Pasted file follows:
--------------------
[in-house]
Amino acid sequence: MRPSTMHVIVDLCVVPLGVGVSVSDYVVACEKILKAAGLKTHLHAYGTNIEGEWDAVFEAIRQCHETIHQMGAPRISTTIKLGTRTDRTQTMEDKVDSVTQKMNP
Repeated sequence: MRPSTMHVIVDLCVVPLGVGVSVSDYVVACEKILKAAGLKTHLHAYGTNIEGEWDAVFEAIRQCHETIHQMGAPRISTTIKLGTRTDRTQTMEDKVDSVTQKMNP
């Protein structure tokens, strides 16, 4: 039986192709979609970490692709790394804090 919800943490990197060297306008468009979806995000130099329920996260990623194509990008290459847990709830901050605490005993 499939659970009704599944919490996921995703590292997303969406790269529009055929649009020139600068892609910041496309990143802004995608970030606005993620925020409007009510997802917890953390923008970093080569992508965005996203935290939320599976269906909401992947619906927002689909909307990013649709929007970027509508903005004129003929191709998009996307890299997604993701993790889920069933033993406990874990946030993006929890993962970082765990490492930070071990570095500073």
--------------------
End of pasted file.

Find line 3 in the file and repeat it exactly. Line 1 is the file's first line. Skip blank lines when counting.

Repeated sequence: MRPSTMHVIVDLCVVPLGVGVSVSDYVVACEKILKAAGLKTHLHAYGTNIEGEWDAVFEAIRQCHETIHQMGAPRISTTIKLGTRTDRTQTMEDKVDSVTQKMNP